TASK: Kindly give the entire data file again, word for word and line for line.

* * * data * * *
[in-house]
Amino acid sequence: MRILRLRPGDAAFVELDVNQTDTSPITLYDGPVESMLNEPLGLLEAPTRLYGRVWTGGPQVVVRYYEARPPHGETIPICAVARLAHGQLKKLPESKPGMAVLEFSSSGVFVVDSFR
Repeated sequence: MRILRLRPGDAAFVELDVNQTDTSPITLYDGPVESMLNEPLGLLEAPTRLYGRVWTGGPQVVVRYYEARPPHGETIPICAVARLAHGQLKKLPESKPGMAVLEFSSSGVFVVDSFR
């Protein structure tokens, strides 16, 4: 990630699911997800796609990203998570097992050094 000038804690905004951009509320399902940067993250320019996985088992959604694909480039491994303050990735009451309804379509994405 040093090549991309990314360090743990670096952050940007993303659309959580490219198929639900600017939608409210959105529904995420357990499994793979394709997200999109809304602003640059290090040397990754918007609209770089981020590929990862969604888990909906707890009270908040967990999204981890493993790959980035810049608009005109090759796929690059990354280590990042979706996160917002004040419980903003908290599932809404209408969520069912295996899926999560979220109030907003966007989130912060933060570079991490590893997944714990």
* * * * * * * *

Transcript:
[in-house]
Amino acid sequence: MRILRLRPGDAAFVELDVNQTDTSPITLYDGPVESMLNEPLGLLEAPTRLYGRVWTGGPQVVVRYYEARPPHGETIPICAVARLAHGQLKKLPESKPGMAVLEFSSSGVFVVDSFR
Repeated sequence: MRILRLRPGDAAFVELDVNQTDTSPITLYDGPVESMLNEPLGLLEAPTRLYGRVWTGGPQVVVRYYEARPPHGETIPICAVARLAHGQLKKLPESKPGMAVLEFSSSGVFVVDSFR
């Protein structure tokens, strides 16, 4: 990630699911997800796609990203998570097992050094 000038804690905004951009509320399902940067993250320019996985088992959604694909480039491994303050990735009451309804379509994405 040093090549991309990314360090743990670096952050940007993303659309959580490219198929639900600017939608409210959105529904995420357990499994793979394709997200999109809304602003640059290090040397990754918007609209770089981020590929990862969604888990909906707890009270908040967990999204981890493993790959980035810049608009005109090759796929690059990354280590990042979706996160917002004040419980903003908290599932809404209408969520069912295996899926999560979220109030907003966007989130912060933060570079991490590893997944714990």